Totems: Game of Conquest Review



Totems: Game of Conquest
Developer: Timecode
Publisher: Timecode
Platform: iPad, iPod Touch, iPhone (Reviewed)
Release Date: 3 October 2013
Price: $1.99 – Available Here 


Totems: Game of Conquest is a strategy heavy board game for iOS. Players will take turns placing totems on a board to control territory for points. The larger the territory, the greater the points awarded. The winner is the player with the most points at the end of the game.


Totems: Game of Conquest is a board game, thus lacks a story.



Strategic board games have a long and proud history. Legendary strategy based board games with extensive history like go, shogi, and chess have been joined by contemporary titles like Ticket to Ride and The Settlers of Catan. Totems: A Game of Conquest seeks to join this storied list with its gameplay based on the “4-Color Map Theorem.” According to the theorem, no map needs more than four colours to colour each section without having any two adjacent sections sharing the same colour.

Totems: Game of Conquest is a board game for two to four players. Depending on the map, three or more types of totems are randomly dealt to players. Each player will have a hand of six totems. Players will take turns laying one totem onto the board to take control of a territory. If a totem is placed on a territory adjacent to a territory controlled by a totem of the same animal, the player will take control of the entire coloured territory and gain points. As more adjacent territories are controlled by a single animal type, the points awarded will be multiplied. Players take turn laying down totems until the entire map is controlled by players.


The game shares a similarity to the classic game of Go as it is extremely simple to learn, but is difficult to master. The rules of the game can be easily learned from the short tutorial, but the strategies available to the player are endless. The game’s difficulty rises sharply as more players and more types of totems are introduced to the game. There are a eight maps available for play, some support only two players while others support two to four players.

The game supports single player and multiplayer play. Single player will pit players against the surprisingly competent AI. Multiplayer can be played through Pass and Play mode, local WiFi, local Bluetooth, or through Game Center. Online multiplayer is played like chess by mail. Players can have several games running at the same time and the game will be played turn by turn. When it is the player’s turn, an iOS notification will pop up. Players can challenge their friends or find random gamers to play against. Pass and Play mode was a little more difficult to find initially as local players need to be added in the local “Play” mode. I would have appreciated some sort of indication that adding players to the list of local players would trigger the Pass and Play mode.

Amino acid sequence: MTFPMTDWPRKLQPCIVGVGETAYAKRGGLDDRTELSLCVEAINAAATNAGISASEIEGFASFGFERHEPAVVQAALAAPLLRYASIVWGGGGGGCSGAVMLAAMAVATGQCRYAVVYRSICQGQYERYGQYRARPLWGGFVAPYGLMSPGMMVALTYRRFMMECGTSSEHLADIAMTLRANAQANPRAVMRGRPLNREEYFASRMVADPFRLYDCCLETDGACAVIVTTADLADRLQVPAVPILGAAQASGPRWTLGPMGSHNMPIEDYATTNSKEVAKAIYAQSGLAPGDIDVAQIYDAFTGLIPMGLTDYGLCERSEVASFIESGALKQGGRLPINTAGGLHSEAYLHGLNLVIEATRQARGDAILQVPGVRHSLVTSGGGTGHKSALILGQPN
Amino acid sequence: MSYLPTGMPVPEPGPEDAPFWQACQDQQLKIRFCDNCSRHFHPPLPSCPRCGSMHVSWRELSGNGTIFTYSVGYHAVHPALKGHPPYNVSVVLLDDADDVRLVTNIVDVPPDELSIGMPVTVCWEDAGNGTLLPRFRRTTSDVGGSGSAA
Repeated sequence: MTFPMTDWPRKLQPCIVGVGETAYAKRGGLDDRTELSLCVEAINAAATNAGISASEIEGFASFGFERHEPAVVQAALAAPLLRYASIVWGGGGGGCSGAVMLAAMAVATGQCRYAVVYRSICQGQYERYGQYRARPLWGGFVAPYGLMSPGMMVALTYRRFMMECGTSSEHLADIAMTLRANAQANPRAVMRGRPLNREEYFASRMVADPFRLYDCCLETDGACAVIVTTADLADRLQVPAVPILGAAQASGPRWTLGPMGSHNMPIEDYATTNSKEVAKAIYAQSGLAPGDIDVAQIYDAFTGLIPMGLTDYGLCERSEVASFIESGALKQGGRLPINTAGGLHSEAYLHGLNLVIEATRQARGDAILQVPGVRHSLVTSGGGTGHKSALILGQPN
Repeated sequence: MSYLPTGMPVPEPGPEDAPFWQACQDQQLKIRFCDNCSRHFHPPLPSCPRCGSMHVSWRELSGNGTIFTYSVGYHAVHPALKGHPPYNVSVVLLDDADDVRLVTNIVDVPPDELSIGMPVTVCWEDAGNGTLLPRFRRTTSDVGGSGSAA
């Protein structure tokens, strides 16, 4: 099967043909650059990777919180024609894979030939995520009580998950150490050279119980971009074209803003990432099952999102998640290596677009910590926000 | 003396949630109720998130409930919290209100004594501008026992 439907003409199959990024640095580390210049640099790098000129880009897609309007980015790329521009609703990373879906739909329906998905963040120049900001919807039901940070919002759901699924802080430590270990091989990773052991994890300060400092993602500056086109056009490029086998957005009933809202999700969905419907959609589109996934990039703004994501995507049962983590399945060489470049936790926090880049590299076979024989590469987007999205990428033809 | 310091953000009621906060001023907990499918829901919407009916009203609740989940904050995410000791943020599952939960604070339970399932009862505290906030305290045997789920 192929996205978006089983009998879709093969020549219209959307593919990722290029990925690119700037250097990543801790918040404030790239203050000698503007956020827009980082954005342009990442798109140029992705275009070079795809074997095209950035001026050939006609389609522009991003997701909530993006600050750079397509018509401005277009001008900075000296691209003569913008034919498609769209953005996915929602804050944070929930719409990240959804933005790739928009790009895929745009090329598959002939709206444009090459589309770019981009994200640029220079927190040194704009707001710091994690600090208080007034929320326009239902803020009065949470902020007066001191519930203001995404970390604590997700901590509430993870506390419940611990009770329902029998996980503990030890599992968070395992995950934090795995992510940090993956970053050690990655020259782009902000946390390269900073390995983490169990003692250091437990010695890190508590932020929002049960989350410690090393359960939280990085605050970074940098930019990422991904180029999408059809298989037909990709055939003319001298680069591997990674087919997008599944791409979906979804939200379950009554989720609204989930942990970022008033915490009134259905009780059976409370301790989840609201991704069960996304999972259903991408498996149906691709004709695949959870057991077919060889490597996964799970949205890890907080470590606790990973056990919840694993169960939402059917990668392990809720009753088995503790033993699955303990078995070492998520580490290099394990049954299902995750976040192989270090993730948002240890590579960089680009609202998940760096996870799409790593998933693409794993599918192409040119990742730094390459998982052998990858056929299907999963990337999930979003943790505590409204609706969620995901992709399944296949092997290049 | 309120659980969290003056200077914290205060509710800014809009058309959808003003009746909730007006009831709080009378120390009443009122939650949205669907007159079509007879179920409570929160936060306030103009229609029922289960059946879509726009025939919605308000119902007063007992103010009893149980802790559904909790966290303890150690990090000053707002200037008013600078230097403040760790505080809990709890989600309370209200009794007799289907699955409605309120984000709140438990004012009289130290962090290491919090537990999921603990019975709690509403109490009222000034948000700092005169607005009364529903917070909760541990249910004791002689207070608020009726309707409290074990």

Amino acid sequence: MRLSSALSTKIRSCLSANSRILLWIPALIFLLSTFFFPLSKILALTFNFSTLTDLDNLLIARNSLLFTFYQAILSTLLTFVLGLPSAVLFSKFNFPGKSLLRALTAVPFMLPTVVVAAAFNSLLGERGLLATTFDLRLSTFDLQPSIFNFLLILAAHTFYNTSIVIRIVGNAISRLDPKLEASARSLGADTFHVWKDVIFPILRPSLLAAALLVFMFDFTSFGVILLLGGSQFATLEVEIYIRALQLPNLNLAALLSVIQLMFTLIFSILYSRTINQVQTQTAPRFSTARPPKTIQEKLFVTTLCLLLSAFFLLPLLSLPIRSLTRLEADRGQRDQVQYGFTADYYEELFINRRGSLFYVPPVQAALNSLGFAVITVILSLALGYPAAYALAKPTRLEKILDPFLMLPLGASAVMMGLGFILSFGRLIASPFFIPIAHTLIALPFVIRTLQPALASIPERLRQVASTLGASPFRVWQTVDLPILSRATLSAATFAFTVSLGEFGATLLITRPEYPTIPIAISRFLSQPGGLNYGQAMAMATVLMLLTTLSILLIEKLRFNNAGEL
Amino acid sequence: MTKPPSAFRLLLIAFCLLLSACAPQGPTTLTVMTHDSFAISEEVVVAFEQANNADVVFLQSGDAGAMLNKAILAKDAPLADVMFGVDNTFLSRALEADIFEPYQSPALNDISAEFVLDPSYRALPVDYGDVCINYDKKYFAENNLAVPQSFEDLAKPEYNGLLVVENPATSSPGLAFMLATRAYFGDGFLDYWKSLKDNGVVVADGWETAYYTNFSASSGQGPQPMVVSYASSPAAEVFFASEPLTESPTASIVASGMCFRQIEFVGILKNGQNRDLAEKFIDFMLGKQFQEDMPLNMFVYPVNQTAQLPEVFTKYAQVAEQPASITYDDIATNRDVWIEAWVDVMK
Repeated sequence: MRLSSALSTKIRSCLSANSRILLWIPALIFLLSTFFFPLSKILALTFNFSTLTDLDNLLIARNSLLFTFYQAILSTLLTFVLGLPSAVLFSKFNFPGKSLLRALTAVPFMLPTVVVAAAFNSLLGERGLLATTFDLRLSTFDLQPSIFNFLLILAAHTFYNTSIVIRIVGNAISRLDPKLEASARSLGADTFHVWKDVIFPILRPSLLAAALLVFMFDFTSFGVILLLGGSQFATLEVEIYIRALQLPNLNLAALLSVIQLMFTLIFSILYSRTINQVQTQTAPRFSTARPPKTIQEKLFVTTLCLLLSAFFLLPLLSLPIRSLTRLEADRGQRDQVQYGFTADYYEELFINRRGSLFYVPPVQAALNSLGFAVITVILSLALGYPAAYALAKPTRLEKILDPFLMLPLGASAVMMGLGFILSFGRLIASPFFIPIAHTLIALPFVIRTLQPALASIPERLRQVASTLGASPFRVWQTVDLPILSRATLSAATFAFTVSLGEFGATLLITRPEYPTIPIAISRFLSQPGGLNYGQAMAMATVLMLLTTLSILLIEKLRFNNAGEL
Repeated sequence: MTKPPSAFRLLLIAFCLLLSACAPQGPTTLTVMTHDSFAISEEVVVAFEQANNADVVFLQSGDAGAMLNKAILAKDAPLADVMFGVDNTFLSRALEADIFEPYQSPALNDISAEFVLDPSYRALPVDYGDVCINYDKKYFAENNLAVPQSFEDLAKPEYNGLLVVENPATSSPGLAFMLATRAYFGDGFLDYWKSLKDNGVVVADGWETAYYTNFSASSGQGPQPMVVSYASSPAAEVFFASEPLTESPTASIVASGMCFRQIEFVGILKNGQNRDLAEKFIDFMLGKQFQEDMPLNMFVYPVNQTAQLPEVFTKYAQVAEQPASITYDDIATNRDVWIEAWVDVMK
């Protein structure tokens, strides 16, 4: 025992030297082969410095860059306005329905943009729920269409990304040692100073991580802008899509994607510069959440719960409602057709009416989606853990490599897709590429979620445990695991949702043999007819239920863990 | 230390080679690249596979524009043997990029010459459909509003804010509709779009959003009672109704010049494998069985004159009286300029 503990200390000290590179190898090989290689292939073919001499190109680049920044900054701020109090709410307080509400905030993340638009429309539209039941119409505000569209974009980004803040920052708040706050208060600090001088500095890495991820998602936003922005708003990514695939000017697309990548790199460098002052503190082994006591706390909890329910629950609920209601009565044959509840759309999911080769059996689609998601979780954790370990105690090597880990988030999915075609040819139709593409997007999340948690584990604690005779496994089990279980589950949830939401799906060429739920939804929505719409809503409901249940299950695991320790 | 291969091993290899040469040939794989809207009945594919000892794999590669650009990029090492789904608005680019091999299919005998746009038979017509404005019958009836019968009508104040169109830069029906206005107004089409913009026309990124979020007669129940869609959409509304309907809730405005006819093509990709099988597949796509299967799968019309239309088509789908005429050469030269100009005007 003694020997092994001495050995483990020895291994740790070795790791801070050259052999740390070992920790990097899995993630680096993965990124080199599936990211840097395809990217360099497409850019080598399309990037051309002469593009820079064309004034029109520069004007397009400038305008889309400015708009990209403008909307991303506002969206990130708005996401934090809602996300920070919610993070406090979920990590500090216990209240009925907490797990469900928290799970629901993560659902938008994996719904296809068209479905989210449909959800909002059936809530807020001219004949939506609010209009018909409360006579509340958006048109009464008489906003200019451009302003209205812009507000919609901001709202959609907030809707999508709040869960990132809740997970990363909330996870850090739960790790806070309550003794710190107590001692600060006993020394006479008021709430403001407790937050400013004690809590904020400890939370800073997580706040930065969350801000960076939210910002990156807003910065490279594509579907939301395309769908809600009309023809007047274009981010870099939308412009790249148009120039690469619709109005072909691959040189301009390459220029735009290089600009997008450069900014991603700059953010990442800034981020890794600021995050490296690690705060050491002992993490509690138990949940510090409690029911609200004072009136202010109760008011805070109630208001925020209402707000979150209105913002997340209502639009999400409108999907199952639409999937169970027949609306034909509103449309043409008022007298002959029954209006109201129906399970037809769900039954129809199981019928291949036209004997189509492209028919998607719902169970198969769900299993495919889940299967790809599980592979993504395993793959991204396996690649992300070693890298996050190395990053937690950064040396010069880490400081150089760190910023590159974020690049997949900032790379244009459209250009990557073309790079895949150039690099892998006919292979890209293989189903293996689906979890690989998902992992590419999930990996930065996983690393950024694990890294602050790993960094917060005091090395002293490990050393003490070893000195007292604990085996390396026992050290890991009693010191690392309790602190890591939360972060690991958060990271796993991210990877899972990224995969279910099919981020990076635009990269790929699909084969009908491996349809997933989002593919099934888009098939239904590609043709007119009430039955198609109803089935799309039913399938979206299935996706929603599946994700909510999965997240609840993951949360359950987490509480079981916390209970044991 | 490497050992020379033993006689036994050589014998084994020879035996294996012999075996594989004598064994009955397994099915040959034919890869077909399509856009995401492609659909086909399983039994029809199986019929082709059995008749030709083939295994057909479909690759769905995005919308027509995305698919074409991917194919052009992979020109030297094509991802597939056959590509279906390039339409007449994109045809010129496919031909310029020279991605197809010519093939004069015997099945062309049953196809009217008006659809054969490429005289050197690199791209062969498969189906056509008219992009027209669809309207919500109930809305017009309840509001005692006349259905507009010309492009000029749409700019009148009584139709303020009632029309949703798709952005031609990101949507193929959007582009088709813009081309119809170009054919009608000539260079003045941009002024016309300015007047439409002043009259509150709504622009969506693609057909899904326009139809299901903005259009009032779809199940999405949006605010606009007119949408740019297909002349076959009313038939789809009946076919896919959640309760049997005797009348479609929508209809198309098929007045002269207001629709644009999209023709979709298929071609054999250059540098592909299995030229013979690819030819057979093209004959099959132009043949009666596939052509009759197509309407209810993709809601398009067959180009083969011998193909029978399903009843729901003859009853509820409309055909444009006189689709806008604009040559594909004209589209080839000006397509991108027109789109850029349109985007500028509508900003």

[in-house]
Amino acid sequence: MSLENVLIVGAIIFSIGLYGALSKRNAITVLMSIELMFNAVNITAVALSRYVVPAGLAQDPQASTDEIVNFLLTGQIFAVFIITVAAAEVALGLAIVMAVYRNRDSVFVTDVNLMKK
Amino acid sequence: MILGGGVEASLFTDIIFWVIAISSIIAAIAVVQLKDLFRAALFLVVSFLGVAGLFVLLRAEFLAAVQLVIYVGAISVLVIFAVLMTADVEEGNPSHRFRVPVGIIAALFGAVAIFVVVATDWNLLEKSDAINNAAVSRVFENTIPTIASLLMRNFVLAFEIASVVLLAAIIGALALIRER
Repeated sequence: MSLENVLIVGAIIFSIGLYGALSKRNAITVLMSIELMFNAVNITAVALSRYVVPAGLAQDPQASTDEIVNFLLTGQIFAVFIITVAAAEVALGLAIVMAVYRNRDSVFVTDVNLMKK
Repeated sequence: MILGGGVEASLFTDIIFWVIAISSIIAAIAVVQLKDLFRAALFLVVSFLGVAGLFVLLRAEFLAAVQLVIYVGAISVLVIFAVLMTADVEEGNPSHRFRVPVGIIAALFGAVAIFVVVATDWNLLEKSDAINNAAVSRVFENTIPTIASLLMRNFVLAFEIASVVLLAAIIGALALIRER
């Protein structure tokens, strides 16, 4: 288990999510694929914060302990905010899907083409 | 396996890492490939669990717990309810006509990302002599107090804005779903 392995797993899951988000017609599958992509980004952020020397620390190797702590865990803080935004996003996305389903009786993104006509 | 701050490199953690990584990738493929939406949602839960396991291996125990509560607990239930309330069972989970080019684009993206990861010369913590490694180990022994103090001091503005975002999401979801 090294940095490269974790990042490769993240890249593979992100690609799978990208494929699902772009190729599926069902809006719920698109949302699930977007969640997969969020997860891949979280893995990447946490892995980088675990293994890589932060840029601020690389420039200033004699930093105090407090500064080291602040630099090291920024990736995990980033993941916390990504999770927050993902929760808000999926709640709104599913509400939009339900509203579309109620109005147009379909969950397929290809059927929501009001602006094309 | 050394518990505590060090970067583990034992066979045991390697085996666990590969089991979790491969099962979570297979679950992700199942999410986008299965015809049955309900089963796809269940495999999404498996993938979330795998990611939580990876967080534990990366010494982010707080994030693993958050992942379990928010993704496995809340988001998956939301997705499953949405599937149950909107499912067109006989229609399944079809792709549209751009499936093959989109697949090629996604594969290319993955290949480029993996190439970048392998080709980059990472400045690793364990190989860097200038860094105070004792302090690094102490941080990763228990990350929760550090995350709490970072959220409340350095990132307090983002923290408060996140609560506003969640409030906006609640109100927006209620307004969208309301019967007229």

Totems: Game of Conquest is presented like a classic board game. The graphics look great on Retina displays. Board games iPads are matches made in heaven, but the smaller iPhone screens tend to pose a bit of a challenge. However, Totem’s gameplay elements are very easy to identify, even on the small iPhone screen. Stylistically, the game draws a lot of inspiration from Mesoamerican culture.


Since the game is mentally intensive, the sound effects and the music in Totems: Game of Conquest seek to be a subtle part of the experience. There are small sound effects for placing down totems and drawing new ones from the pile. The music is very restrained and will not distract from deep thought. The subtlety is an excellent design decision that benefits the game experience immensely.



Totems: Game of Conquest has all the requirements to become a classic board game. It is simple to learn and requires an impressive amount of strategy. The game takes the simplicity of Go, mixes it with elements of Risk, and then presents it in a beautiful package.



Capsule Computers review guidelines can be found here.

Jamie is the Managing Editor at Capsule Computers and has covered video games and technology for over a decade. When not playing or writing about video games, he can be found studying law or nerding out on fountain pens and stationery.

Lost Password